In a tough year for farmers, North Dakota’s Dennis Haugen is a standout. And he may have climate change to thank for it.
Haugen planted more radishes than ever this year on his Hannaford fields, he said by telephone. But not a single one will ever grace a dinner table. Instead, the radishes will remain as roots buried in the soil while Haugen harvests seeds from the delicate white flowers that grow above ground.
After non-stop rains and floods limited spring planting across the nation’s farm belt, Haugen scored his best year ever for his cover crop seeds, getting five times more for his efforts than in 2018.
“I’ve hit my own personal home run,’’ he said.
Cover crops have always been a part of agriculture. But recently they’ve gained a fancy new name — regenerative farming — and increasingly they’re being marketed as a low-tech but effective weapon against an aggressive and unpredictable foe: climate change.
They reduce soil runoff from heavy rains and flooding, retain water during stubborn periods of drought and — looking to the future — they suck up greenhouse gases.
“Farmers can potentially perform a service for all of us, that service is to sequester carbon and reverse climate change," said David Perry, chief executive officer of Boston-based Indigo Ag, a maker of microbial and digital farm technologies.
Like most plants, cover crops convert carbon dioxide into organic material within the soil through the process of photosynthesis. Indigo is offering a payback program for farmers who regularly put land under cover crops, or use no-tillage and other regenerative practices. They’re measuring the carbon content of fields for growers, and paying them $15 to $20 a ton for the carbon they can identify.
“Whether we’re consumers or governments, we should be willing to pay farmers to do that,” Perry said.
From 2012 to 2017, cover crop acreage increased 50% nationally, according to the latest USDA census.
“The biggest yield differences were reported after the drought year of 2012, with average reported yield increases of 9.6% in corn and 11.6% in soybeans,” according to the USDA report.
That could be helpful at a time when “increased weather variability in the Midwest is expected to alter soil water availability and temperature, which could decrease yield between 15-20%,” according to a report by the
USDA’s Regional Climate Hubs. Flooding this spring prevented farmers from planting corn on a record 11.21 million acres, USDA data showed Aug. 12.
Illinois farmer Steve Stierwalt started using cover crops four years ago. Last year, they were about half the crops he planted.
He hasn’t seen higher yields yet, he said, but he sees the crop primarily as “armor” for the soil, protecting it “against more intense weather — either too much rain or not enough rain. Cover crops have made a difference that way,” he said.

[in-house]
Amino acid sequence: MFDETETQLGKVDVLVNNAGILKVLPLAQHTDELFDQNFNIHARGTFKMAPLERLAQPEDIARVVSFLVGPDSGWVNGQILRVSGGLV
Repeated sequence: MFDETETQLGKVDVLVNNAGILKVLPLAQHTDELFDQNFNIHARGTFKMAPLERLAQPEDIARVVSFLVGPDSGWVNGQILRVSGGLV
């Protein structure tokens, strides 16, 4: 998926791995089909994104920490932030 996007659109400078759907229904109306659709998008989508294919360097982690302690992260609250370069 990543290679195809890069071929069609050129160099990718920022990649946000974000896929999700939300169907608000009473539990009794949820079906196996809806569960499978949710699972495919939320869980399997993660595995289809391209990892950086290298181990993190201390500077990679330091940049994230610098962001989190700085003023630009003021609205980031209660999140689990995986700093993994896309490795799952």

While buying the seeds and spending the time to put cover plants in the ground are additional expenses, it reduces the need to add chemicals like nitrogen into the soil, and helps protect croplands against wild weather, according to Stierwalt. That can lead to higher revenue per acre for farmers, he said.
While some companies are supporting regenerative farming, the initiatives from government are limited. The five-year, $867 billion U.S. farm bill passed by Congress and signed by President Donald Trump last year has a $25 million climate-friendly soil pilot program rewarding farmers using different methods of carbon farming.
There’s also been questions raised about exactly how cover crops should be used. A study by the National Center for Atmospheric Research suggests that despite their ecological benefits, cover crops may contribute to raising winter temperatures in North America.
Karen Stillerman, a senior analyst at the Union of Concerned Scientists, says that there’s still a lot to learn on the topic so future research and technical assistance for farmers should “seek to minimize any negative localized effects with strategies such as planting shorter cover crops and mowing or grazing cover crops before snowfall.”
The farm belt focus on individual commodity crops like corn is leading to lower prices and limiting grower options, Stillerman said. It’s one of the reasons behind a 33% decrease in the net farm income from 2013 to 2018, she said.
A 2018 survey by the Union of Concerned Scientists finds that 75% of the surveyed farmers believe it’s important for farm policies to offer incentives for reducing runoff and soil loss, improving water quality, and increasing resilience to floods and droughts.
“We are looking for action at the federal level,” Stillerman said in a telephone interview.
Growers need incentives to help them “farm in ways that builds a healthy soil and regenerates resources,” she said.
“It’s critical to be able to address a climate crisis to have state investment in agricultural solutions,” Jeanne Merrill, policy director at the California Climate & Agriculture Network, said by phone. “Healthy soil is one important strategy for farmers to be able to become more resilient in the face of greater weather extremes and to be part of the reducing of greenhouse gas emissions."